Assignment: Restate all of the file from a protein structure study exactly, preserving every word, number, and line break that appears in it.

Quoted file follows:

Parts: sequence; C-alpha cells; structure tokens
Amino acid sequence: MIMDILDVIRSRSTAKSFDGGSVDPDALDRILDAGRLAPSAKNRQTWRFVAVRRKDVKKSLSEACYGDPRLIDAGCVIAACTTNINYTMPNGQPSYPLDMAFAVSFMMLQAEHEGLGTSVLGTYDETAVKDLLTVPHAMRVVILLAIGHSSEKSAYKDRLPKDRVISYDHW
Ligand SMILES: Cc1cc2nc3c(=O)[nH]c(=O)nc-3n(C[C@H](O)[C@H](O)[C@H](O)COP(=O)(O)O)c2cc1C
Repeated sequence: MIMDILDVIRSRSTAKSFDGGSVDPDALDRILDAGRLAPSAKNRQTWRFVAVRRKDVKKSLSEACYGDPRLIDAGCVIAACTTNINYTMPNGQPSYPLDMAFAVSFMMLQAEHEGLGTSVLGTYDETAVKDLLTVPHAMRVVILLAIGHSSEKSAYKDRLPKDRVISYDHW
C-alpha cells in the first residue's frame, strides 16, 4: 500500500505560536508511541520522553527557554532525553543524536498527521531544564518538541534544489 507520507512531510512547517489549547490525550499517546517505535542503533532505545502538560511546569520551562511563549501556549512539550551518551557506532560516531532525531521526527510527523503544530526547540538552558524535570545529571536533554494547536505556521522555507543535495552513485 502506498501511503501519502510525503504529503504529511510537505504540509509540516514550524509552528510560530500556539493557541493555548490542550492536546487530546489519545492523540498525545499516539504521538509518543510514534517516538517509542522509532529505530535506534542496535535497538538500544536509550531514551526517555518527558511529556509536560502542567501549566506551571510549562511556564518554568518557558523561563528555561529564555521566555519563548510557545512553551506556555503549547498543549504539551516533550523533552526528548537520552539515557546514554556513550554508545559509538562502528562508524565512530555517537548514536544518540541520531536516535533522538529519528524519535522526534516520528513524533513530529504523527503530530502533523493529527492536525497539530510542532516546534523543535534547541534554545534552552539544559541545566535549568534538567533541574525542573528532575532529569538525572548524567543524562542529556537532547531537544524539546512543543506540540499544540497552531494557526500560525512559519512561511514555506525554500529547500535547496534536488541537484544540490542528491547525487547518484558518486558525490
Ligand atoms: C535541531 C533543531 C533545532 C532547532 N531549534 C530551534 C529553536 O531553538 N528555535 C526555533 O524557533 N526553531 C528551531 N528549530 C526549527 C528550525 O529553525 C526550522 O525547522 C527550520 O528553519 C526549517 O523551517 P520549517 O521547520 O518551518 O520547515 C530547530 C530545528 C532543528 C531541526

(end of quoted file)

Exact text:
Parts: sequence; C-alpha cells; structure tokens
Amino acid sequence: MIMDILDVIRSRSTAKSFDGGSVDPDALDRILDAGRLAPSAKNRQTWRFVAVRRKDVKKSLSEACYGDPRLIDAGCVIAACTTNINYTMPNGQPSYPLDMAFAVSFMMLQAEHEGLGTSVLGTYDETAVKDLLTVPHAMRVVILLAIGHSSEKSAYKDRLPKDRVISYDHW
Ligand SMILES: Cc1cc2nc3c(=O)[nH]c(=O)nc-3n(C[C@H](O)[C@H](O)[C@H](O)COP(=O)(O)O)c2cc1C
Repeated sequence: MIMDILDVIRSRSTAKSFDGGSVDPDALDRILDAGRLAPSAKNRQTWRFVAVRRKDVKKSLSEACYGDPRLIDAGCVIAACTTNINYTMPNGQPSYPLDMAFAVSFMMLQAEHEGLGTSVLGTYDETAVKDLLTVPHAMRVVILLAIGHSSEKSAYKDRLPKDRVISYDHW
C-alpha cells in the first residue's frame, strides 16, 4: 500500500505560536508511541520522553527557554532525553543524536498527521531544564518538541534544489 507520507512531510512547517489549547490525550499517546517505535542503533532505545502538560511546569520551562511563549501556549512539550551518551557506532560516531532525531521526527510527523503544530526547540538552558524535570545529571536533554494547536505556521522555507543535495552513485 502506498501511503501519502510525503504529503504529511510537505504540509509540516514550524509552528510560530500556539493557541493555548490542550492536546487530546489519545492523540498525545499516539504521538509518543510514534517516538517509542522509532529505530535506534542496535535497538538500544536509550531514551526517555518527558511529556509536560502542567501549566506551571510549562511556564518554568518557558523561563528555561529564555521566555519563548510557545512553551506556555503549547498543549504539551516533550523533552526528548537520552539515557546514554556513550554508545559509538562502528562508524565512530555517537548514536544518540541520531536516535533522538529519528524519535522526534516520528513524533513530529504523527503530530502533523493529527492536525497539530510542532516546534523543535534547541534554545534552552539544559541545566535549568534538567533541574525542573528532575532529569538525572548524567543524562542529556537532547531537544524539546512543543506540540499544540497552531494557526500560525512559519512561511514555506525554500529547500535547496534536488541537484544540490542528491547525487547518484558518486558525490
Ligand atoms: C535541531 C533543531 C533545532 C532547532 N531549534 C530551534 C529553536 O531553538 N528555535 C526555533 O524557533 N526553531 C528551531 N528549530 C526549527 C528550525 O529553525 C526550522 O525547522 C527550520 O528553519 C526549517 O523551517 P520549517 O521547520 O518551518 O520547515 C530547530 C530545528 C532543528 C531541526